why do we love Japanese cars?
What's behind our love for Japanese sports cars?
I feel as if every car fan has a love or appreciation for Japanese cars to some degree, whether they’re dreaming of a new GTR, charmed by the Datsun 240 of the early seventies, or just enthralled by just about any sports car built in Japan from the nineties. I wanted to figure out just where this idolisation for Japanese cars comes from, so here is a short list of the reasons I believe to be most predominant, starting with…
It’s hard to argue against the Japanese having the most flamboyant and colourful motoring culture compared to everywhere else on the globe. Excessively wide fender flares, towering rear wings and fluorescent paint jobs are things we associate with the midnight underground car meets of Tokyo, and this creates scenes we find impossible not to stare at in fascination.
Still, here in the west we can’t help importing them and simply admiring their iconic shapes. Basic designs but with a sporty edge to them, each carrying their own individual identity.
Japanese cars and tuning go hand in hand. There is a sentiment among these cars of building them with small, unsuspecting engines which only take a bigger turbocharger and revised ECU map to produce power and torque figures that you’ll be looking at in disbelief. A perfect example of this is the Lancer Evo with its 2.0 litre inline-4, a car you often see with over 500hp delivered to its wheels.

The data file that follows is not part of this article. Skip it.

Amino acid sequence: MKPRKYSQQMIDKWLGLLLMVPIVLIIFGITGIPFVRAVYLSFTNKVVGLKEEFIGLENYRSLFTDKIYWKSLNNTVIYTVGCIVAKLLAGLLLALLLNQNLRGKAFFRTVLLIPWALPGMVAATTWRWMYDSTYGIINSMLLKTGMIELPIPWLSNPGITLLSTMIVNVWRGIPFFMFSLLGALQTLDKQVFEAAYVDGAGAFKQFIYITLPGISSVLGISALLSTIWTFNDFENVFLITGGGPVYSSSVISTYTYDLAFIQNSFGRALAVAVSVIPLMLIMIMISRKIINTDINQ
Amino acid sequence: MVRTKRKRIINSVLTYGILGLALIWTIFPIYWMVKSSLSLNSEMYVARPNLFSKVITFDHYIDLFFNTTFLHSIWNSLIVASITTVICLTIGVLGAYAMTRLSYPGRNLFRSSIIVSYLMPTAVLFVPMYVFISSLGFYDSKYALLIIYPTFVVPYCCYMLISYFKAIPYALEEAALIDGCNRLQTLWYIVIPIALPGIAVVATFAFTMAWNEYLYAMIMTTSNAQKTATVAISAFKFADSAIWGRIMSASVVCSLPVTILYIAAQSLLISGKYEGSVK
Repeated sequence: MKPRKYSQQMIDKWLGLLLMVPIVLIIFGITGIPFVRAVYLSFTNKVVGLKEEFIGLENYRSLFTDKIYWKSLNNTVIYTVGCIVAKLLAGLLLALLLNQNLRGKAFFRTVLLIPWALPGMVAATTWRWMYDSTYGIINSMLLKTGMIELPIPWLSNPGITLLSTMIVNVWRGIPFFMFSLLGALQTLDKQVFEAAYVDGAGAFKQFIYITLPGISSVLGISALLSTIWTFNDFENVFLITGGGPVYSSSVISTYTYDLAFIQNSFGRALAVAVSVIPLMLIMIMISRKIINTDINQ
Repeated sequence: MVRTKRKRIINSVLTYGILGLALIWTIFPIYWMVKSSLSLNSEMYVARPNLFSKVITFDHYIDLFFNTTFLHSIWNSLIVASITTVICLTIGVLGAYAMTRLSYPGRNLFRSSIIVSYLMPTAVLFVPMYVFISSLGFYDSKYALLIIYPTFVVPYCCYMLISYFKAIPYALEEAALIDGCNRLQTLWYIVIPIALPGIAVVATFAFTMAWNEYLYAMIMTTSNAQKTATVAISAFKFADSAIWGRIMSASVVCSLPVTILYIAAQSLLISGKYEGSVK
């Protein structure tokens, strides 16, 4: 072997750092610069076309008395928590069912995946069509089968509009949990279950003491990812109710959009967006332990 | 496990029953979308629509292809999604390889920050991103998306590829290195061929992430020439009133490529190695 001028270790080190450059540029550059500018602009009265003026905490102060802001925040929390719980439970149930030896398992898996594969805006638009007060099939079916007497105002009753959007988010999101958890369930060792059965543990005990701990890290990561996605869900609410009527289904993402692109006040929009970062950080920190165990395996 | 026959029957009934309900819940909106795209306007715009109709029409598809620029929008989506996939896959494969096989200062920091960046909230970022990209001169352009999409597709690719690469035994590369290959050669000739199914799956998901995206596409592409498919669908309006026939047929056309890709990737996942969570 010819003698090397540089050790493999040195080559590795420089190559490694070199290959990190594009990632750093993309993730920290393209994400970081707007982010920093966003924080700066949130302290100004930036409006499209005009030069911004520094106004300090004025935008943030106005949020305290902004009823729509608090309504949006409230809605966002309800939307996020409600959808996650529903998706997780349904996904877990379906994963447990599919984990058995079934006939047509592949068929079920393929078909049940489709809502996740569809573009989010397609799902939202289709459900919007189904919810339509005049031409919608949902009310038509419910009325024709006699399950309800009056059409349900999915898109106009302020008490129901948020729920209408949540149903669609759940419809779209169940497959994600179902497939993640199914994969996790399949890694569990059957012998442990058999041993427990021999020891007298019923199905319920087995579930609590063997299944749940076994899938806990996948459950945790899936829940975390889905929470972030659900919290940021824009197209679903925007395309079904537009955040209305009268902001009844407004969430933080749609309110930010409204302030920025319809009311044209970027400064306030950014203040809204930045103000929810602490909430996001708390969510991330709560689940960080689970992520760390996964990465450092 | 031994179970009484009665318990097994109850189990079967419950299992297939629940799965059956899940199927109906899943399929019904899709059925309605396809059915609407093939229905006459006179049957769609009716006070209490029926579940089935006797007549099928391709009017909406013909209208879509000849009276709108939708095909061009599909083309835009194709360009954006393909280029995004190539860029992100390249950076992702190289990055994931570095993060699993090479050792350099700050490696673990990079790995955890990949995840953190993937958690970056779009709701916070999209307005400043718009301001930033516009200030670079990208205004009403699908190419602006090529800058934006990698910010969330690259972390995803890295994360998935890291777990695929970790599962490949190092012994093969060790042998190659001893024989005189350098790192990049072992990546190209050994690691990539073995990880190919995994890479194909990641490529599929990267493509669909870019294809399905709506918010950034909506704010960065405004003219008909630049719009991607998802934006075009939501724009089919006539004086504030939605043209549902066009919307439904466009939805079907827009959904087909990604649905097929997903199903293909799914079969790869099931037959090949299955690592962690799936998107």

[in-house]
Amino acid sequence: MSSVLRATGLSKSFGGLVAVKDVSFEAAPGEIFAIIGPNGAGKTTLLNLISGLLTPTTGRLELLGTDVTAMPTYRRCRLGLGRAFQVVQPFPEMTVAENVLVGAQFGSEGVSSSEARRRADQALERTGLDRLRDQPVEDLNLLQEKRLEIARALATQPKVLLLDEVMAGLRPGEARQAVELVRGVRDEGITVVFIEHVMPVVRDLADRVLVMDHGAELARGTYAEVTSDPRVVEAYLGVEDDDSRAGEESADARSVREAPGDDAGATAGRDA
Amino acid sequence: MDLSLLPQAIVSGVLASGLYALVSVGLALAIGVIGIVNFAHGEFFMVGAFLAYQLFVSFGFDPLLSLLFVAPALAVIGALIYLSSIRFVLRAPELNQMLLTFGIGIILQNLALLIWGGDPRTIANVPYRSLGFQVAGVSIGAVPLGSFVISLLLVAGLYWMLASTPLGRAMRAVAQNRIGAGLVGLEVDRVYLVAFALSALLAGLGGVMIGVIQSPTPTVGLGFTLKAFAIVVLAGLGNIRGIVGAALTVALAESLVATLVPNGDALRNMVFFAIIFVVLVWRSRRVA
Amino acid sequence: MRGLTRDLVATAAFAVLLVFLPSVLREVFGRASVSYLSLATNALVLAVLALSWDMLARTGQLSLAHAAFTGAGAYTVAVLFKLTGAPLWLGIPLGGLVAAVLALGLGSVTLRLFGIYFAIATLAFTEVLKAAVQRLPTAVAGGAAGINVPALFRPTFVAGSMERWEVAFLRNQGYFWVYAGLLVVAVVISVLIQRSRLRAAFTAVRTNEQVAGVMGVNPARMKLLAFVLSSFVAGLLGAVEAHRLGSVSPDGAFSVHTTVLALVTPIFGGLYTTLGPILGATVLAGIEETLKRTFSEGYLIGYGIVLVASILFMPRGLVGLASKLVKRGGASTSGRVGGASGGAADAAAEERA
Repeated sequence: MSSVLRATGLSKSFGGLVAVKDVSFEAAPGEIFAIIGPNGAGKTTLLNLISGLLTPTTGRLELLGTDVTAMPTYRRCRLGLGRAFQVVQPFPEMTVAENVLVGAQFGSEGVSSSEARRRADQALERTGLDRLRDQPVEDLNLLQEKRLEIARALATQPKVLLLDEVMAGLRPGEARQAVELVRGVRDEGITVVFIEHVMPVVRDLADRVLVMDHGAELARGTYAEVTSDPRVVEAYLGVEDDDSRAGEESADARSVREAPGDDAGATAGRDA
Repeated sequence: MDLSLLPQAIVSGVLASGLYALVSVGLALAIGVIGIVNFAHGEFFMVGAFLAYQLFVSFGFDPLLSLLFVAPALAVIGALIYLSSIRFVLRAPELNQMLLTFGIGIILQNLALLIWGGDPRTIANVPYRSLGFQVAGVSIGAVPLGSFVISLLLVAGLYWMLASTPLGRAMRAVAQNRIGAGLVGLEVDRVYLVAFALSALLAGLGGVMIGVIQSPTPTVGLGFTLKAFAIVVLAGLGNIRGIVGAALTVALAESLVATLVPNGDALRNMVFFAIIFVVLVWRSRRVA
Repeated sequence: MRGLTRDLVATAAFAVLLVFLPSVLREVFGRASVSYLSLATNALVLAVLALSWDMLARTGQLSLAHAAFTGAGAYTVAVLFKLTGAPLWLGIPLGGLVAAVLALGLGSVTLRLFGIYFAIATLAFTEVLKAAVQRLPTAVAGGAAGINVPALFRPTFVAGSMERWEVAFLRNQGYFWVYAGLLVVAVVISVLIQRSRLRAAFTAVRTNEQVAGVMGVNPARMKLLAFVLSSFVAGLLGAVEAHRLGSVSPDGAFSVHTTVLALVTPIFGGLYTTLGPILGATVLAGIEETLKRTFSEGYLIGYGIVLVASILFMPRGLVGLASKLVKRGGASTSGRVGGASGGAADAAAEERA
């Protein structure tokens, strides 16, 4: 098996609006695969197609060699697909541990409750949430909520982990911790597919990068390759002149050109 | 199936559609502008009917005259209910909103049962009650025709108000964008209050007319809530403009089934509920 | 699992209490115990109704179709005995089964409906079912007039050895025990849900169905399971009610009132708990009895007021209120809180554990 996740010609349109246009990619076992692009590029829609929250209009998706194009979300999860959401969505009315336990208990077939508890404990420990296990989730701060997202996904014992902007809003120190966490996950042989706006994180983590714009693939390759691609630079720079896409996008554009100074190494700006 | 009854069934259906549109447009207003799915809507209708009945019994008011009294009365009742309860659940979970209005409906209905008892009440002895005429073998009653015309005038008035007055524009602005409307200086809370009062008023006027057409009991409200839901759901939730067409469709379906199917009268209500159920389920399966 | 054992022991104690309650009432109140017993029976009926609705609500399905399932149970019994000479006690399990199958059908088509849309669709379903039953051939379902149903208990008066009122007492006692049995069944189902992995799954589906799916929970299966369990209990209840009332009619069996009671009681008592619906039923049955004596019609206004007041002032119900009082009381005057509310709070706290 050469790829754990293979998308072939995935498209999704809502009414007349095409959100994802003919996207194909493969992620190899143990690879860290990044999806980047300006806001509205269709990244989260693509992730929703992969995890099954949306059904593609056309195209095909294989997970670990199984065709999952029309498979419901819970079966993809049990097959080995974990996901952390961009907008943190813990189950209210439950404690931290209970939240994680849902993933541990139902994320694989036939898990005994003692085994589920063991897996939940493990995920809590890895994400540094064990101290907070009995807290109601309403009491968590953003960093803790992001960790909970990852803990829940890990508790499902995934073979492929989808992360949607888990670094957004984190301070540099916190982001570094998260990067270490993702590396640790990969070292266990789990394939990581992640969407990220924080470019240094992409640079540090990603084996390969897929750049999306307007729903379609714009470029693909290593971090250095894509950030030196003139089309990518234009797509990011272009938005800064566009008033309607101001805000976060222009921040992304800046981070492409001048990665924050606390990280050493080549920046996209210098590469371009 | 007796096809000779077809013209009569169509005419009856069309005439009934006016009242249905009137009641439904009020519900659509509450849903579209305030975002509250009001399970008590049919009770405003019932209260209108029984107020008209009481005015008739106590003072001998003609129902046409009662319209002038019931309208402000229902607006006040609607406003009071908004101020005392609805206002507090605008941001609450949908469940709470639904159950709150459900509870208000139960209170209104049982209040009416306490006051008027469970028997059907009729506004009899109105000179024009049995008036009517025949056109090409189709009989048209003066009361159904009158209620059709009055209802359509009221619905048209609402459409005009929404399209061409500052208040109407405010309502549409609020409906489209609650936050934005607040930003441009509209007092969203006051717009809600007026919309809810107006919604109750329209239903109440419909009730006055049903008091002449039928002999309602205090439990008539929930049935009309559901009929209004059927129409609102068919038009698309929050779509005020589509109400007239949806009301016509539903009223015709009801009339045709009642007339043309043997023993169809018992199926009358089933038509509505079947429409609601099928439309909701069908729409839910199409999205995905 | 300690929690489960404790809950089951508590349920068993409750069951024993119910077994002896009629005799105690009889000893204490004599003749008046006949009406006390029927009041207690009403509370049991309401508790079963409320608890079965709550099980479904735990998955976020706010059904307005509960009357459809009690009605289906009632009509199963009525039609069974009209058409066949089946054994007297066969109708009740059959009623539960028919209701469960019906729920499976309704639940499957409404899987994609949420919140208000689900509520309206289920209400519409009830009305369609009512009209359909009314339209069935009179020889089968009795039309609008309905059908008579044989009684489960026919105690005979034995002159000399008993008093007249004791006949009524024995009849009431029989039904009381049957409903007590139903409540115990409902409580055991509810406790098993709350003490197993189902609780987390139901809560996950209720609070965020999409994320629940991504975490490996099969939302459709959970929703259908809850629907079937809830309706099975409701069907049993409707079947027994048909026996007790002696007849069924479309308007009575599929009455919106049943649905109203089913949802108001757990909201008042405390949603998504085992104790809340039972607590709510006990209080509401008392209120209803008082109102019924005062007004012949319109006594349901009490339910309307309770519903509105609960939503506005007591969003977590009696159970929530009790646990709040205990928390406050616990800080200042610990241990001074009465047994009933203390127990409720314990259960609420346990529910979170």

But of course, there is more you can do to an engine than just fettling with the ECU and swapping a few bolt on components. The famous 2JZ engine from the fourth generation Toyota Supra has been seen getting fully rebuilt and peaking at over 2000hp, with six cylinders! This is a feat that you don’t really see from any other kind of car, putting Japan on an automotive pedestal.
It’s no secret that if you buy a Japanese car, old or new, you’re probably not going to have any major issues with it. Every element of the car, from the engine right down to suspension bushes are designed and built so they will last. Toyota’s Land Cruiser and Hilux are famed for their ability to drive hundreds of thousands of miles with no major issues, Honda are noted for their bulletproof engines and just about every Japanese performance car has an engine which is rated to handle abnormally high power figures with stock internals. The point of reliability has certainly earned Japan a strong reputation and some healthy respect.
My final point here is somewhat of an elephant in the room, yet possibly the most valid. The idolisation of Japanese drifting and street racing culture through various video games, films and TV shows, such as, Initial D and Tokyo Drift play a big part in many peoples love for Japanese cars.
I’m going to put my focus mainly of Tokyo Drift here, since I know it caught my attention when I first watched it. The third instalment of the infamous Fast and Furious franchise, released in 2006 was based purely on the tuning and drifting scene in Japan during the early 2000s. Seeing past all of the poor acting and story line, the film truly sold a lifestyle to us all that I suppose we haven’t shaken off.